5 questions Hemorrhagic Infarct Lung

on 23.12.09 with 0 comments

1. Where do the multiple, firm, mottled blood clots come from?
Answer: The multiple firm mottled blood clots are probably emboli. The most common site of origin is from deep venous thrombi in ilieac, femoral, popliteal veins or in the inferior vena cava.

2. The lung has a dual circulation, i.e. pulmonary and bronchial arteries only the pulmonary vessels were obstructed. Why did the parenchyma undergo necrosis?
Answer: In the presence ofcongestive heart failure the poor cardiac output reduces the blood supply to the entire arterial system including the bronchial arteries. This additional impairment of blood flow to the lungs, added to the obstruction of pulmonary vessels, may be sufficient to reduce tissue oxygenation below the level of a critical deficiency resulting in tissue necrosis.

3. Characterize those pulmonary emboli that lead to infarction.
Answer: Small pulmonary emboli are frequently clinically silent since collateral blood flow and lysis of the thrombi by the fibrinolytic system may prevent ischemia and maintain an adequate supply of oxygen to the lung tissue. Obstruction of even relatively small end-arteries can cause infarction usually in a sub-pleural situation.
Obstruction of middle-sized arteries that are not end arteries can cause centrally located hemorrhage without infarction. Obstruction of more than 60% of the pulmonary vasculature can cause acute right heart failure, cardio-vascular collapse and sudden death.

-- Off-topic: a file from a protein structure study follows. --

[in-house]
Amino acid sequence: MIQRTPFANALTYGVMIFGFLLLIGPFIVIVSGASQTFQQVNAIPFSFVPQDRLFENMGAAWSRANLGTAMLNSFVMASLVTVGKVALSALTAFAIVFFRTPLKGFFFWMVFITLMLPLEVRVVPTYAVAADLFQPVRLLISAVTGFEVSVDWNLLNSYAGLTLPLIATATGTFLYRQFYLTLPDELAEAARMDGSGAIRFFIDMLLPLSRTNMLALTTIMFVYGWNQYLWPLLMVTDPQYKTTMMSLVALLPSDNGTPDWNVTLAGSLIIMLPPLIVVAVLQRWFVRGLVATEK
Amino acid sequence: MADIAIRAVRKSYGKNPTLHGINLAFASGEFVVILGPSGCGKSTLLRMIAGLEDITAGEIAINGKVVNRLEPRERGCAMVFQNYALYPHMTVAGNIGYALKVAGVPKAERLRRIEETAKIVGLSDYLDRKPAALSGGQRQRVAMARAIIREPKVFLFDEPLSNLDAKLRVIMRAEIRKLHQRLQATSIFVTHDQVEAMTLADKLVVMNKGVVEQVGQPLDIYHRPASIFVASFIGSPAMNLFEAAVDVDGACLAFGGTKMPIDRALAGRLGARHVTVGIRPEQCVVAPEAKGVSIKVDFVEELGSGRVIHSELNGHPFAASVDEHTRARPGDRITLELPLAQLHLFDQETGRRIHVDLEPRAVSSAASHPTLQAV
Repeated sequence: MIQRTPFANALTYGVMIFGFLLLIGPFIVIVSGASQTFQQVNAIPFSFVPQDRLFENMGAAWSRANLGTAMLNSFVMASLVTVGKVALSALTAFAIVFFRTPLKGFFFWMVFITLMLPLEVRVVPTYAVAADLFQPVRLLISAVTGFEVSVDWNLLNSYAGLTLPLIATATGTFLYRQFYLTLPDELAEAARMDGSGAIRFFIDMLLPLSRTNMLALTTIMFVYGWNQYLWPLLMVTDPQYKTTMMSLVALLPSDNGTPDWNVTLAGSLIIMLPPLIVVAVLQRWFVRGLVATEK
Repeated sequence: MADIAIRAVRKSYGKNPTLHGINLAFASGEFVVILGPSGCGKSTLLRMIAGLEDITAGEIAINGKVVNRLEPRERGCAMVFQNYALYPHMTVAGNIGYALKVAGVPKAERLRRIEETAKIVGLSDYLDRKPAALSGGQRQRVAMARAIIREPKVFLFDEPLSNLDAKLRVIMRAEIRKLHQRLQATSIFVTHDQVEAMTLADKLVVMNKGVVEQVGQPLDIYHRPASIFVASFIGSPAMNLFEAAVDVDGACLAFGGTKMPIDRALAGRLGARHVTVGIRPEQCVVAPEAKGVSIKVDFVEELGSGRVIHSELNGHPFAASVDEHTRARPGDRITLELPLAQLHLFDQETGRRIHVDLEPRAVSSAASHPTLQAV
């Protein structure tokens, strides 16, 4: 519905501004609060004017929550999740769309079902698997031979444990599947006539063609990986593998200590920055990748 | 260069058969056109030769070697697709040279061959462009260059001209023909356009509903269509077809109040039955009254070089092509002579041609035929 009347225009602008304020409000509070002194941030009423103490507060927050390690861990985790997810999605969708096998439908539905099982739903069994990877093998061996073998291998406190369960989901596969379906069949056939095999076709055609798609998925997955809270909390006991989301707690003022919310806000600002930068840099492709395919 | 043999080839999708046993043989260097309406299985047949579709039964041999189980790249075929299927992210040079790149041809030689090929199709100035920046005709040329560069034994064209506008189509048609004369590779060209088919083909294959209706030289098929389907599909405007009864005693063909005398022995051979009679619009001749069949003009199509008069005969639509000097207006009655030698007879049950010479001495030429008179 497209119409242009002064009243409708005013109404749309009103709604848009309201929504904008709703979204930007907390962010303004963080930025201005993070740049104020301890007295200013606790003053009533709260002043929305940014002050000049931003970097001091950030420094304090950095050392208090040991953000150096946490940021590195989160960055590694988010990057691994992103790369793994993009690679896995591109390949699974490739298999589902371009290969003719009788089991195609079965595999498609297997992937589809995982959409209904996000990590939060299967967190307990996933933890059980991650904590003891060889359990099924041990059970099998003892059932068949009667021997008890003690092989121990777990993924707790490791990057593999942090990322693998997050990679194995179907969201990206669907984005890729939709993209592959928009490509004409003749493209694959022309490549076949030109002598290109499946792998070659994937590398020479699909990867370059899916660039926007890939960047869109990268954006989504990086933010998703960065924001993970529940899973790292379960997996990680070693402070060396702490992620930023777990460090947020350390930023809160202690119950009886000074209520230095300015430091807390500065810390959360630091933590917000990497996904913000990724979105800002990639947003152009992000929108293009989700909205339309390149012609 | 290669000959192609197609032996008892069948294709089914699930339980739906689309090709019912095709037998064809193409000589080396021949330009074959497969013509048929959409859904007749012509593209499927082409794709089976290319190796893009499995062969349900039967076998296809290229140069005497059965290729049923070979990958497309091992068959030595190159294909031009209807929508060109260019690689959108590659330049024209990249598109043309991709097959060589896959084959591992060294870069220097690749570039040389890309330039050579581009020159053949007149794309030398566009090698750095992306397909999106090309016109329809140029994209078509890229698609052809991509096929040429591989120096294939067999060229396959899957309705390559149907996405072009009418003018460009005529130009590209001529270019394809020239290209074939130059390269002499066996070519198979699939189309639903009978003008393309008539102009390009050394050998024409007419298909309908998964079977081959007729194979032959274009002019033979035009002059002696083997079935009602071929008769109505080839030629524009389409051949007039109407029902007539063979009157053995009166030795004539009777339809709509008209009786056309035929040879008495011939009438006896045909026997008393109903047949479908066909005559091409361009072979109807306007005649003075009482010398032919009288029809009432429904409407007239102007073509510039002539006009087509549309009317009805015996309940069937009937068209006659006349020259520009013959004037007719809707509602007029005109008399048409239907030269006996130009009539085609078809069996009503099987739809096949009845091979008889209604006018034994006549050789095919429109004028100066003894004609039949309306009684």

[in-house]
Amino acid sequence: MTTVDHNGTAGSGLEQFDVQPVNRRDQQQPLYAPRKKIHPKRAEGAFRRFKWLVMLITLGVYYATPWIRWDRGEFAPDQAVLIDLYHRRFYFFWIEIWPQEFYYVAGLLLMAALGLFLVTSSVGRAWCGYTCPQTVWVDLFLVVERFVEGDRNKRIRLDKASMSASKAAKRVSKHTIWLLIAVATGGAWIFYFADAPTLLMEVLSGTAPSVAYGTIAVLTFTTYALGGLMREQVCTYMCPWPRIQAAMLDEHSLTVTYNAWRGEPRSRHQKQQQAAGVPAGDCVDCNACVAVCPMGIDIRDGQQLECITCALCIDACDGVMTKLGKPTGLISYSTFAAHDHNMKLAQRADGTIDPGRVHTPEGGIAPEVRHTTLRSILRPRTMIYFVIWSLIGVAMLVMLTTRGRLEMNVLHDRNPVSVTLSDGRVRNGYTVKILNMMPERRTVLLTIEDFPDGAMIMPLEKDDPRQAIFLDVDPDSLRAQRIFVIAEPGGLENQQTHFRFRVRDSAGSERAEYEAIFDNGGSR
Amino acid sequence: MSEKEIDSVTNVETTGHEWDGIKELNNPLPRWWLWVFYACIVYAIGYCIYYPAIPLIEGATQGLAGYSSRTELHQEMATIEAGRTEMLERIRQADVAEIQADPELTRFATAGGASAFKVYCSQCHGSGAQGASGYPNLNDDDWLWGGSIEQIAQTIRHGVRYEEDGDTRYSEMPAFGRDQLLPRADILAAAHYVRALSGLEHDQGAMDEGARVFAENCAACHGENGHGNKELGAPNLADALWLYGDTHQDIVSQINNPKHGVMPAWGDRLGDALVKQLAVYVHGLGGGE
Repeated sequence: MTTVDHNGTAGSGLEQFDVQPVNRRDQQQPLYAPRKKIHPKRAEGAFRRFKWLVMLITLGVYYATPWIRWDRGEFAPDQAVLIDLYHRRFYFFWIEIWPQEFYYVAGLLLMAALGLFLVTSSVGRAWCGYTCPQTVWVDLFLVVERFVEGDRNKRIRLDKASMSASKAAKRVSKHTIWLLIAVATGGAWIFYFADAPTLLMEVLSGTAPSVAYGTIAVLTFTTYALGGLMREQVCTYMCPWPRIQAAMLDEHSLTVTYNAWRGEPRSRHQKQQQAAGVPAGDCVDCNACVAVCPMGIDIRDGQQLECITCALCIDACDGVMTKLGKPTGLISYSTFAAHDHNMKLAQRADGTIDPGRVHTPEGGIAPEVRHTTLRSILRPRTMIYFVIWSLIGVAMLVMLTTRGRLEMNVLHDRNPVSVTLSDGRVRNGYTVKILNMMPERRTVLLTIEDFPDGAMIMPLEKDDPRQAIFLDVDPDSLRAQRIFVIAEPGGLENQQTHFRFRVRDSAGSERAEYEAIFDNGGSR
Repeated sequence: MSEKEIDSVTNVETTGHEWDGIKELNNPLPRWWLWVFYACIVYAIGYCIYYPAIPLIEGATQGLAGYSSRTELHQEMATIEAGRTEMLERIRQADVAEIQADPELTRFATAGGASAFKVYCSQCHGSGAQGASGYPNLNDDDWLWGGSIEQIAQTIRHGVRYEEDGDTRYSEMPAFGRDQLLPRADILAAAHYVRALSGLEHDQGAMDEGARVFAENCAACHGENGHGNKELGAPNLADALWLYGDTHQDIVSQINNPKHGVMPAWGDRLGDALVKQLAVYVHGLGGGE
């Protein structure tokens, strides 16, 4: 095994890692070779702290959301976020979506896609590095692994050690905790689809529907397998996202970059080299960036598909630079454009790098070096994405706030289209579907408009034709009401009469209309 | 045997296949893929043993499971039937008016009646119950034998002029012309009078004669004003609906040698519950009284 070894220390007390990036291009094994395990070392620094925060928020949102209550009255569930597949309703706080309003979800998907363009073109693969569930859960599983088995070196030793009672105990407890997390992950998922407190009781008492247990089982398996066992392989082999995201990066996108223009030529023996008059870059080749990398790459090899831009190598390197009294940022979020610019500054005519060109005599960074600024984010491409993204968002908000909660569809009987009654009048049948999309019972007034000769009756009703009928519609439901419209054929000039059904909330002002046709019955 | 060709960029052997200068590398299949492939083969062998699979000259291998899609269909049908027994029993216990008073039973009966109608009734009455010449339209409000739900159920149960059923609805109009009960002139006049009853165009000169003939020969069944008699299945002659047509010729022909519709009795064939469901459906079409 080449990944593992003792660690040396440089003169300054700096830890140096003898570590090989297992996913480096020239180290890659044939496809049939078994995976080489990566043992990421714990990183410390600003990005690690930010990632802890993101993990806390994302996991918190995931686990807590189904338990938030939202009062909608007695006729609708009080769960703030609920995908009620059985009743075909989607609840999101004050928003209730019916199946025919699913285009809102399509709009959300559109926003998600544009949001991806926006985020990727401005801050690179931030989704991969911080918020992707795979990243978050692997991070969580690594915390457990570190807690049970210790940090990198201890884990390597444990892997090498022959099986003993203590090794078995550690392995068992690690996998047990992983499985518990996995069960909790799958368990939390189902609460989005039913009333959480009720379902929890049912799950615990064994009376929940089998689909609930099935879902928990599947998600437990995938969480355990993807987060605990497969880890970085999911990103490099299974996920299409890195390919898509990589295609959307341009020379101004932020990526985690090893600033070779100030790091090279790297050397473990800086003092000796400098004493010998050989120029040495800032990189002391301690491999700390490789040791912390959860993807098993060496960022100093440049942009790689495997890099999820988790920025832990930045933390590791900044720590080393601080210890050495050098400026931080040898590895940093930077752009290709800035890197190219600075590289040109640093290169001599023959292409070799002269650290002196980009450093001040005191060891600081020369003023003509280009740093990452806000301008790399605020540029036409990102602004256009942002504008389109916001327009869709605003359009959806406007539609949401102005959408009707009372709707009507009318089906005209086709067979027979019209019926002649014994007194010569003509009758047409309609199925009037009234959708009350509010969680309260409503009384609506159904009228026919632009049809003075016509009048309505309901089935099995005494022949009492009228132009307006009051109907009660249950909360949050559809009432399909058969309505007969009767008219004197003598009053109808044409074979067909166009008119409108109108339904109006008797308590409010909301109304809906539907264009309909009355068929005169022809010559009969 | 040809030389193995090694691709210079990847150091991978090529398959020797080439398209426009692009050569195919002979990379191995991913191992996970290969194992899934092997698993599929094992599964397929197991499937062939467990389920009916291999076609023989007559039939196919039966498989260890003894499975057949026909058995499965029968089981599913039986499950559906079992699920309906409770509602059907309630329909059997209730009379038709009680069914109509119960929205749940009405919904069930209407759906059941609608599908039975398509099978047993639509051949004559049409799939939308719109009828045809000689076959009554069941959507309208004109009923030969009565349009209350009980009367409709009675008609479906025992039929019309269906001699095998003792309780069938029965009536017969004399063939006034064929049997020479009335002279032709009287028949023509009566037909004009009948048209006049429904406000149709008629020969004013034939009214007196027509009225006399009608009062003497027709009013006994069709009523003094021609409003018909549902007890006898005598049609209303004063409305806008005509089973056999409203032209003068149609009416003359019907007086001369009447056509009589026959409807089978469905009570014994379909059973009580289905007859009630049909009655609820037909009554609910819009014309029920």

4. Explain the pathogenesis of pulmonary emboli in this case.
Answer: Congestive heart failure results in low cardiac output, edema and poor venous return from the legs. Stasis is one of the three major pathogenetic mechanisms leading to thrombosis, as defined in Virchow's Triad.

5. Explain the pathogenesis of the cardiac failure in the patient.
Answer: The patient had a documented anterior wall myocardial infarct three years ago. His history indicates that the likely cause of his congestive heart failure, probably left sided, is residual myocardial damage with fibrosis and loss of myocardial muscle fibers leading to a reduced left ventricular ejection fraction and a
poor cardiac output.

Category: Medical Subject Notes , Pathology Notes



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